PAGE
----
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Once upon a time, a young, naive engineer thought it would be a good idea to separate out some of the functionality for his app into a COM component, written in C#. Visual studio had all the tools to do that, right? .NET was practically made for this, right? HA! He said, this will be easy. I'll have decent separation of components, keeping business logic away from the front end, and with COM, I'll be able to use it from anywhere! He merrily checked the register for COM interop checkbox in the project properties, exposed the classses he wanted, and went on his way.

Oh, the trials such a choice made. The young engineer now, more experienced, would not now wish this upon anyone. However, the burden had been placed upon his shoulders, and the burden remained heavy. He looked to lighten the load.

Along came WiX, a tool for generating Windows Installer files from XML. This intrigued him - it could replicate, quite simply, most of the code needed for a proper windows installer file simply from a handful of configuration files. His sights were looking up.

With WiX 2.0, he could generate quite easily the files needed to register a C# COM object. This involved using the tool tallow. He'd do something like the following:

tallow -c -nologo MyComExposedLibrary.dll > MyComExposedLibrary.wxs

which would then be fixed up (at first this was done manually, but eventually I recorded the steps into a small tool set the final directory ref id, component ID, fileID, GUID and codebase).

Then, the ensuing installer would install, and there would be joyous celebration, if the app worked.

Which it did not.

For days the young engineer poured over the differences on his development PC and that of the test install PC. "All the registry keys are the same!" He would exclaim. "Everything for MyComExposedLibrary is registerd, I swear!"

Except, it wasn't.

On the dawn of third day, after many a mountain dew, he realized there was one more object that Visual Studio was registering that his installer was not: the MyComExposedLibrary.tlb file.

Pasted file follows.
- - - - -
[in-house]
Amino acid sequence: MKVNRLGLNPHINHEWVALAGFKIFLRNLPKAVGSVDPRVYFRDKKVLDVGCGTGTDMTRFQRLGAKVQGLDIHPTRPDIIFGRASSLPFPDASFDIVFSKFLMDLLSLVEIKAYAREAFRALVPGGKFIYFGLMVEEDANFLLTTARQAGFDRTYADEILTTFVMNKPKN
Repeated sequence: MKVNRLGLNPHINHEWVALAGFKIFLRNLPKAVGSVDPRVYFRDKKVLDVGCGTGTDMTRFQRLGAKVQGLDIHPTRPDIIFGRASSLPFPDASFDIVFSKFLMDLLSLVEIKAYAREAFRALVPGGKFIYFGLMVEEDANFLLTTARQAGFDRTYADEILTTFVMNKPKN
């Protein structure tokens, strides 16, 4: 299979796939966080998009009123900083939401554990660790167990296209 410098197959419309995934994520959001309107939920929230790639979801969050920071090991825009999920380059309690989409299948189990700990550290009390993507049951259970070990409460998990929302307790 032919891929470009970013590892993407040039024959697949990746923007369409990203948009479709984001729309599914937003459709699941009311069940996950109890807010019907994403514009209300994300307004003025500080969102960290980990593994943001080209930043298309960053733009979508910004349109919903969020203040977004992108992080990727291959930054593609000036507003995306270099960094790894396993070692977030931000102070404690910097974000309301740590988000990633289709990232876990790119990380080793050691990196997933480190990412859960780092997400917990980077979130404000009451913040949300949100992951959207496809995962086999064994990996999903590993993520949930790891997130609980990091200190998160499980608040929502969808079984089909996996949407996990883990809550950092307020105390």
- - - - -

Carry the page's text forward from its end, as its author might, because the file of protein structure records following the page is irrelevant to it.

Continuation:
Visual Studio, apparently, had been registering this file all along, creating additional subkeys in the HKLM\Software\Classes\Interface registry key, and registering the typelib in HKLM\SOFTWARE\Classes\TypeLib.

Tallow gave no help, complaining that a .tlb wasn't a file it groked. Nor the WiX 3.0 beta - this seemed to have even more issues getting things working.

I also gave Heat a try. This generated registry elements and class elements. I cleaned up heat's output, and then went to compile it, but got a different error: error LGHT0130 : The primary key <uuid here> is duplicated in table 'Registry'. Problem is, as far as I can tell, that uuid doesn't actually exist in any of my wxs source files. If I change around the component ref order in my feature element, a different dll component gives that error. Since I have been unsuccessful at getting a WiX 3.0 version of the project to compile, I haven't been able to confirm whether or not heat gives the right output.

I removed everything from the installer except for one of the assembly that cause this error to appear and tried compiling again. I got the same same error. Arrugh!

So, my good fellows, Windows enthusiasts, and WiX users, there falls two questions:

  • Is a typelib something that WiX can register natively? If so, how?
  • If not, what's the proper way of registering a typelib with a windows installer?

Also, I guess as another part of this, how does Visual Studio determine how to register the typelib? (Edit: looks the MSDN library article on typelib registration has the names of the keys needed, but I still need to figure out how to get the uuid's. (This is from this blog post on typelib and COM registration by Larry Osterman.) ) Reading a bit more, It may fall to me to register these bits manually, but I hope not...

I evaluated the output from regasm /regfile:MyDll.dll MyDll.dll. It looks like these are the same keys that wix generates for the dll. Regasm's other mode, regasm /tlb:<filename> generates and registers the typelib for the assembly, but,

/regfile[:FileName] Generate a reg file with the specified name instead of registering the types. This option cannot be used with the /u or /tlb options

seems the /regfile switch is incompatible with the /tlb switch. Khaaaaaaaan!

Further update: It looks like you don't actually need to include the .tlb file. According to this post on wix's typelib element, an MSI can create/register this as part of the setup process. It all comes down to configuring the WiX document to actually install it by getting the right attributes.

I found out later that you can get the right attributes using heat on the .tlb directly! See this SO question for more information.

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Your question was a pleasure to read sir. Well done.. –  Rob Goodwin Aug 31 '12 at 16:25